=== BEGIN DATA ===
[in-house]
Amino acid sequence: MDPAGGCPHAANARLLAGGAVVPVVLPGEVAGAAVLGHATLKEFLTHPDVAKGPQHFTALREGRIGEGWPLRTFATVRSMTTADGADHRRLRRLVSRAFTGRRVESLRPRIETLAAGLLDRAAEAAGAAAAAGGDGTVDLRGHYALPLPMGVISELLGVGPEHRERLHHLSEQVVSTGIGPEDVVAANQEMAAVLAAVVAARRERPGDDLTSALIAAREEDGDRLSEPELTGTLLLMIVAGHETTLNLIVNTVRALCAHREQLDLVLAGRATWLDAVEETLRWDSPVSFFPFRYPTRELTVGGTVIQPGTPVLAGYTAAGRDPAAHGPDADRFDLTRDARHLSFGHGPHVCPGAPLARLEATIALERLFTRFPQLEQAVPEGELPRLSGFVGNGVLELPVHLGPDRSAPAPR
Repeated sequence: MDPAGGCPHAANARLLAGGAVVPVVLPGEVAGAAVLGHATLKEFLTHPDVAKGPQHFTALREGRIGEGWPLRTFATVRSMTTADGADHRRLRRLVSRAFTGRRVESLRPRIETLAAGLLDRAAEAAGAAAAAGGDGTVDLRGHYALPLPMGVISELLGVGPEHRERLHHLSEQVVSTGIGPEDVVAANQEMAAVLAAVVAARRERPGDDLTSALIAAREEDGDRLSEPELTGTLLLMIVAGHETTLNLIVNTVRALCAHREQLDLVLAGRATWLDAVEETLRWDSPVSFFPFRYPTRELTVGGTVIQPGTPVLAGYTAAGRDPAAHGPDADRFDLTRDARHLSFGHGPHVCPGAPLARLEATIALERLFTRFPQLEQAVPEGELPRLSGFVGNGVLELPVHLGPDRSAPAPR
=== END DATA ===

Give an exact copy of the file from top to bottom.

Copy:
[in-house]
Amino acid sequence: MDPAGGCPHAANARLLAGGAVVPVVLPGEVAGAAVLGHATLKEFLTHPDVAKGPQHFTALREGRIGEGWPLRTFATVRSMTTADGADHRRLRRLVSRAFTGRRVESLRPRIETLAAGLLDRAAEAAGAAAAAGGDGTVDLRGHYALPLPMGVISELLGVGPEHRERLHHLSEQVVSTGIGPEDVVAANQEMAAVLAAVVAARRERPGDDLTSALIAAREEDGDRLSEPELTGTLLLMIVAGHETTLNLIVNTVRALCAHREQLDLVLAGRATWLDAVEETLRWDSPVSFFPFRYPTRELTVGGTVIQPGTPVLAGYTAAGRDPAAHGPDADRFDLTRDARHLSFGHGPHVCPGAPLARLEATIALERLFTRFPQLEQAVPEGELPRLSGFVGNGVLELPVHLGPDRSAPAPR
Repeated sequence: MDPAGGCPHAANARLLAGGAVVPVVLPGEVAGAAVLGHATLKEFLTHPDVAKGPQHFTALREGRIGEGWPLRTFATVRSMTTADGADHRRLRRLVSRAFTGRRVESLRPRIETLAAGLLDRAAEAAGAAAAAGGDGTVDLRGHYALPLPMGVISELLGVGPEHRERLHHLSEQVVSTGIGPEDVVAANQEMAAVLAAVVAARRERPGDDLTSALIAAREEDGDRLSEPELTGTLLLMIVAGHETTLNLIVNTVRALCAHREQLDLVLAGRATWLDAVEETLRWDSPVSFFPFRYPTRELTVGGTVIQPGTPVLAGYTAAGRDPAAHGPDADRFDLTRDARHLSFGHGPHVCPGAPLARLEATIALERLFTRFPQLEQAVPEGELPRLSGFVGNGVLELPVHLGPDRSAPAPR